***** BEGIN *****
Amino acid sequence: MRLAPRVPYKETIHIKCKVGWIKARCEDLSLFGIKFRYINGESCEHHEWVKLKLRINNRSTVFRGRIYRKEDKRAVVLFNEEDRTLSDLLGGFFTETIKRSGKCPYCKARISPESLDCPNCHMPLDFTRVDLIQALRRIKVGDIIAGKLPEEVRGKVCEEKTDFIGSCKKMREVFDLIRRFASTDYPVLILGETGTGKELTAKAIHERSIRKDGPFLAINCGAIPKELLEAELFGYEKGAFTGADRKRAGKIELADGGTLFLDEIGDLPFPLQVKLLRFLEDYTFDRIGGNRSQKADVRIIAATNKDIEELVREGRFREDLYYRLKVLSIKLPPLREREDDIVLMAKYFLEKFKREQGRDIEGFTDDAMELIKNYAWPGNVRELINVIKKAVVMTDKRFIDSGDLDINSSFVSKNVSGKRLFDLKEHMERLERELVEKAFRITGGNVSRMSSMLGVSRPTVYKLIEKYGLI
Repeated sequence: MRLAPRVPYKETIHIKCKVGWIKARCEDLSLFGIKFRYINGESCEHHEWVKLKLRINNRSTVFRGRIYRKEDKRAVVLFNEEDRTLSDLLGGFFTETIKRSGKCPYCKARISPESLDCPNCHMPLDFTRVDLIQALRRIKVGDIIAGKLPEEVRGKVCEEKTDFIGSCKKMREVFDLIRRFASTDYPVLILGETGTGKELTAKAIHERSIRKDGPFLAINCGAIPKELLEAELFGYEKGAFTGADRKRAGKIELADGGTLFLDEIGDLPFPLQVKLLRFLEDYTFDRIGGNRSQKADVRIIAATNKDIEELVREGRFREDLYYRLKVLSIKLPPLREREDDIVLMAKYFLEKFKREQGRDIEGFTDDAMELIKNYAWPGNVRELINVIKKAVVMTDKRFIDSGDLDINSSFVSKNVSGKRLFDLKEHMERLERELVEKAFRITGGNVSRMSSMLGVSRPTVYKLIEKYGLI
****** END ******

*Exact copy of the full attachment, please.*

Amino acid sequence: MRLAPRVPYKETIHIKCKVGWIKARCEDLSLFGIKFRYINGESCEHHEWVKLKLRINNRSTVFRGRIYRKEDKRAVVLFNEEDRTLSDLLGGFFTETIKRSGKCPYCKARISPESLDCPNCHMPLDFTRVDLIQALRRIKVGDIIAGKLPEEVRGKVCEEKTDFIGSCKKMREVFDLIRRFASTDYPVLILGETGTGKELTAKAIHERSIRKDGPFLAINCGAIPKELLEAELFGYEKGAFTGADRKRAGKIELADGGTLFLDEIGDLPFPLQVKLLRFLEDYTFDRIGGNRSQKADVRIIAATNKDIEELVREGRFREDLYYRLKVLSIKLPPLREREDDIVLMAKYFLEKFKREQGRDIEGFTDDAMELIKNYAWPGNVRELINVIKKAVVMTDKRFIDSGDLDINSSFVSKNVSGKRLFDLKEHMERLERELVEKAFRITGGNVSRMSSMLGVSRPTVYKLIEKYGLI
Repeated sequence: MRLAPRVPYKETIHIKCKVGWIKARCEDLSLFGIKFRYINGESCEHHEWVKLKLRINNRSTVFRGRIYRKEDKRAVVLFNEEDRTLSDLLGGFFTETIKRSGKCPYCKARISPESLDCPNCHMPLDFTRVDLIQALRRIKVGDIIAGKLPEEVRGKVCEEKTDFIGSCKKMREVFDLIRRFASTDYPVLILGETGTGKELTAKAIHERSIRKDGPFLAINCGAIPKELLEAELFGYEKGAFTGADRKRAGKIELADGGTLFLDEIGDLPFPLQVKLLRFLEDYTFDRIGGNRSQKADVRIIAATNKDIEELVREGRFREDLYYRLKVLSIKLPPLREREDDIVLMAKYFLEKFKREQGRDIEGFTDDAMELIKNYAWPGNVRELINVIKKAVVMTDKRFIDSGDLDINSSFVSKNVSGKRLFDLKEHMERLERELVEKAFRITGGNVSRMSSMLGVSRPTVYKLIEKYGLI